||Manuel Antonio is one of the most exclusive areas in Costa Rica, however
budget hotels can be found. It started out as a tiny village that had a
beautiful National Park, Manuel Antonio National Park, next to it. As the park
started to become more known more hotels started springing up. Because
of Manuel Antonio’s size, or lack of size, hotels started building on the road
to Manuel Antonio and many started taking advantage of the magnificent
panoramic views. Soon very exclusive hotels arrived, thus bringing us to
present day Manuel Antonio, however budget hotels can be found but most
are found down near the beach. More expensive hotels have loftier, breezy
perches and most offer off season rates. Many hilltop hotels may have
beach if you don’t want to wait for the bus, however this does run every half
The National Park is small only 682 hectares however it epitomizes
everything tourists flock to Costa Rica to see: stunning beaches, a
magnificent setting with islands offshore, lush rainforest laced with a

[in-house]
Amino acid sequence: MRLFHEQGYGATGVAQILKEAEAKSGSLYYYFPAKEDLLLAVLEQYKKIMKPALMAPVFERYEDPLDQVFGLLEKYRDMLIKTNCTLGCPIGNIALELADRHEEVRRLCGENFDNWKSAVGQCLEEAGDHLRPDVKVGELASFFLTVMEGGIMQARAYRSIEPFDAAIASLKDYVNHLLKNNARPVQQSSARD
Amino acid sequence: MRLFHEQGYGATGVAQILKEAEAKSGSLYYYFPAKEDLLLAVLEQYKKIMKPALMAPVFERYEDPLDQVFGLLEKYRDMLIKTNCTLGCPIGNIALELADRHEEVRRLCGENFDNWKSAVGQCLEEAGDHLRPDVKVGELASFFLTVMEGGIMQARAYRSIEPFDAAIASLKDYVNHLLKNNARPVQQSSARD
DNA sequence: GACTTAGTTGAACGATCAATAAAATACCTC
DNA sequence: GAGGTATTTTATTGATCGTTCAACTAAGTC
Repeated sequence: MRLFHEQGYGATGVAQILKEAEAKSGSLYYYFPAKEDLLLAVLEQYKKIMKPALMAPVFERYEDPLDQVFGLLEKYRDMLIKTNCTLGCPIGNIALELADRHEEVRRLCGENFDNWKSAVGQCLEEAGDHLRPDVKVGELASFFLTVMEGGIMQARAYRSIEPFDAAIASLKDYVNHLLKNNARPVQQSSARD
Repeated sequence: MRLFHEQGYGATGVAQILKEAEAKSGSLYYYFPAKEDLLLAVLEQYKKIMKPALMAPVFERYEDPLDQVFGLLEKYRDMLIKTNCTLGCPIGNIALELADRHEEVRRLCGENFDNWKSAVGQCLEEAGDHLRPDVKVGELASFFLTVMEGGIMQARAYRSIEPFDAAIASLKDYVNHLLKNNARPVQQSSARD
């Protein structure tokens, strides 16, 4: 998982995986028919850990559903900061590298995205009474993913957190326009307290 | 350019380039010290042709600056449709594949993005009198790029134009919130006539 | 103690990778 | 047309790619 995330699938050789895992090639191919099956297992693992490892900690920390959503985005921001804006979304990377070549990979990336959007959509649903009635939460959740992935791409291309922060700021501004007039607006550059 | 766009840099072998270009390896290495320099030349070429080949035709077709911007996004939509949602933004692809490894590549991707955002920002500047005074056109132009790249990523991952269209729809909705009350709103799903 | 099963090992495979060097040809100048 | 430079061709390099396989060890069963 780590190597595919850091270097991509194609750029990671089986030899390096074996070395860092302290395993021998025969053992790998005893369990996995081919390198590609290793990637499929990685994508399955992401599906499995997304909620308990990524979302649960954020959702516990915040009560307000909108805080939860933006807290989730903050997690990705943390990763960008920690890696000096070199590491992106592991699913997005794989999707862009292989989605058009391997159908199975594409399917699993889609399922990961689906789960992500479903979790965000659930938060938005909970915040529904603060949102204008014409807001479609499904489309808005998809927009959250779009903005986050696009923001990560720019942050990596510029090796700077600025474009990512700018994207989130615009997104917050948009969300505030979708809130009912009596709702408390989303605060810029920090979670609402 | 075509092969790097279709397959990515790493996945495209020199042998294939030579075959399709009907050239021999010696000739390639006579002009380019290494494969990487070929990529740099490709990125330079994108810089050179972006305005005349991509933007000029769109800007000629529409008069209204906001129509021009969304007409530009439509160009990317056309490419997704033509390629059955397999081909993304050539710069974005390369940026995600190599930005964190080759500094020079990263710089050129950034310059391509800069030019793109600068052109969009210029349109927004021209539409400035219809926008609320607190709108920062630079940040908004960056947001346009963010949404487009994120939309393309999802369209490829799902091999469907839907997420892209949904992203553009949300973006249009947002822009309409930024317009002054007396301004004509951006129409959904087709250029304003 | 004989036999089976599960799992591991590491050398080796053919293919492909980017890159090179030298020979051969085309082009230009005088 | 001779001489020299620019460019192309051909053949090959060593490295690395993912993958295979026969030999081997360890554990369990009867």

network of easy to walk trails, and wildlife galore. There is good chance
that you will see monkeys (howler, white faced, and possibly squirrel
monkeys), sloths, and coatimundis. Scarlet macaws do frequent the area
however you may need a bit of luck to see them.
Despite Manuel Antonio’s size, it is one of the country’s most popular
parks, with as many as 150,000 visitors annually in recent years. If you
wish to do your bit to help preserve Manuel Antonio, consider visiting in the
“green” or wet season. Litter and pollution are additional problems, pack
out what you pack in.
Nonetheless, the park is too small to sustain a healthy and viable
population of certain animals. If the monkeys do not have access to areas
outside the park, the population will decline because they cannot breed.
Corridors that allow the animals’ access to areas outside the park have
been taken up by hotels, so that the park has, in recent years, become an
island. As a result, the squirrel monkey (mono titi) population is declining.
Fortunately, in 2000, a decree was issued to triple the park’s size to just
under 1800 hectares, almost tripling the size of the park.